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‘Physics Summer Camp’ attracts high schoolers


Many people may not know what physics is or what graduates can do with a degree in physics, but New Mexico State University wants to help high school students in the region learn more about it through the Department of Physics’ annual “Physics Summer Camp.”

A degree in physics can open a world of careers – from computer science to engineering to astrophysics – and lead to top government and industry jobs earning upwards of $100,000 a year.

The earlier students start, the more likely they are to succeed. This week in Gardiner Hall, NMSU physics students are leading a select group of high schoolers through lectures, lab tours and hands-on activities for multiple physics disciplines such as mechanics, electricity and magnetism, thermodynamics and nuclear physics, as well as related sciences including chemistry, astronomy and geology. The camp, run by the Society of Physics Students, is free and open to all high school students in the region.

SPS hosted “Physics Summer Camp” for more than ten years before the pandemic shut it down in 2020.  For the last two years, faculty and student organizers have been working to bring it back and increase attendance.

“We're trying to make it a much more immersive experience,” said physics junior and SPS member Z Burns. “The main idea behind the summer camp is to showcase what studying physics at NMSU looks like, so we want to make it as close to our physics program as possible.”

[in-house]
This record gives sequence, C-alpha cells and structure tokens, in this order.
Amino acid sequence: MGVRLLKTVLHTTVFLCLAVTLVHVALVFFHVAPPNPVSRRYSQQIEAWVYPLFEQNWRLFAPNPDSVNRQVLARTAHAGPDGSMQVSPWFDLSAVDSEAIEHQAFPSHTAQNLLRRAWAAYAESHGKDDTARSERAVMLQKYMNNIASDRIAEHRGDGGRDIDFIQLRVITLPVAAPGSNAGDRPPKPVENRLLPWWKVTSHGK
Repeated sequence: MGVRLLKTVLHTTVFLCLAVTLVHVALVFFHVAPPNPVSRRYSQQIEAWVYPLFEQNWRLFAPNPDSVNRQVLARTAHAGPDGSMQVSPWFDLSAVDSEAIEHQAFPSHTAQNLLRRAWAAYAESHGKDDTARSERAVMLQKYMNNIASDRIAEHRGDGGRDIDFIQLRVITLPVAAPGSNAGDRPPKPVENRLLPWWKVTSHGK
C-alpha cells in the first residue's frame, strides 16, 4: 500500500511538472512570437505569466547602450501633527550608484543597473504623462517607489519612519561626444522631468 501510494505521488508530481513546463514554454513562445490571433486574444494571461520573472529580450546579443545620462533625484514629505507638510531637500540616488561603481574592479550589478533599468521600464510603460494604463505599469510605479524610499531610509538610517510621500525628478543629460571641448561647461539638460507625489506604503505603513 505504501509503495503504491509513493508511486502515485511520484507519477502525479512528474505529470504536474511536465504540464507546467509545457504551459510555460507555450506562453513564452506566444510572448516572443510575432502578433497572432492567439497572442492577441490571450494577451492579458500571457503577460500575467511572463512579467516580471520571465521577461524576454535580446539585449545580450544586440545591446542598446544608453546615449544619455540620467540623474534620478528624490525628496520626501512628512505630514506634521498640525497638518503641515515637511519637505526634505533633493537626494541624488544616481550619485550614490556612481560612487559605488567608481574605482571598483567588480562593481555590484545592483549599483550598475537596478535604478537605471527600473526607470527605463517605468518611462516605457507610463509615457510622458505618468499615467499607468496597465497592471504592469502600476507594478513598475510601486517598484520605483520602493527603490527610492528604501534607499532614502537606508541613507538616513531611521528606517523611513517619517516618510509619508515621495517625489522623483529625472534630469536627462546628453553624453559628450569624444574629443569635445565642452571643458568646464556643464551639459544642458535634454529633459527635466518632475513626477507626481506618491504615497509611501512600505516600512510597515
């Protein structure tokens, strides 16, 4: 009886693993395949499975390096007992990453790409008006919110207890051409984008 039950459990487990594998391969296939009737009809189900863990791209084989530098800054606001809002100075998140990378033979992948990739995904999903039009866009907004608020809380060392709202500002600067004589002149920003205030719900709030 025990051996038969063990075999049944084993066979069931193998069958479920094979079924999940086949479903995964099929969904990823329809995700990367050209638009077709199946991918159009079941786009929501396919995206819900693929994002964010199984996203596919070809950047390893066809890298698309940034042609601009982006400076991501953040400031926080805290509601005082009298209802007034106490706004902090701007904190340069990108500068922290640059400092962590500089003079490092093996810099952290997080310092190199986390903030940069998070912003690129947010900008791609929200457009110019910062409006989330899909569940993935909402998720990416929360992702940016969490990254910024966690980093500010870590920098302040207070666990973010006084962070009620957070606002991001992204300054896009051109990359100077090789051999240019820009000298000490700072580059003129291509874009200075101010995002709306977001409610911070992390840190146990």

Nora Nava is an SPS member and a senior who will graduate this summer with a bachelor’s degree in physics and a minor in astronomy. Fostering a sense of community for the next generation of NMSU students is her focus when it comes to leading the summer camp.

“I think it's important that high schoolers know that this is happening here, and they can join us and be with people their age that share their interests in these fields,” Nava said. “It’s so different from what they might experience in high school and will hopefully lead to them joining one of our programs when they graduate.”

During his time at NMSU, physics lab instructor and laboratory manager Francisco Carreto-Parra has seen high school student participants return to NMSU a few years later as physics students.

“Seeing them again as NMSU students active in our department means we are meeting our objective here completely,” Carreto-Parra said. “Thanks to the work of our undergraduates, we reach that level of success.”

“For me, it’s about being invested in your department and wanting to be a part of its success,” Burns added.

Throughout the academic year, SPS, the Society for Engineering and Physics and the Physics Graduate Student Organization collaborate to develop outreach and recruitment activities. Earlier this semester, these students coordinated “Physics Fun Day” for local children and families, as well as three K-12 outreach projects funded by the American Physical Society. Every event is free to encourage community participation.

“Everybody is welcome here,” Carreto-Parra said. “We are part of this community, and we want to provide our knowledge and tools to as many people as we can.”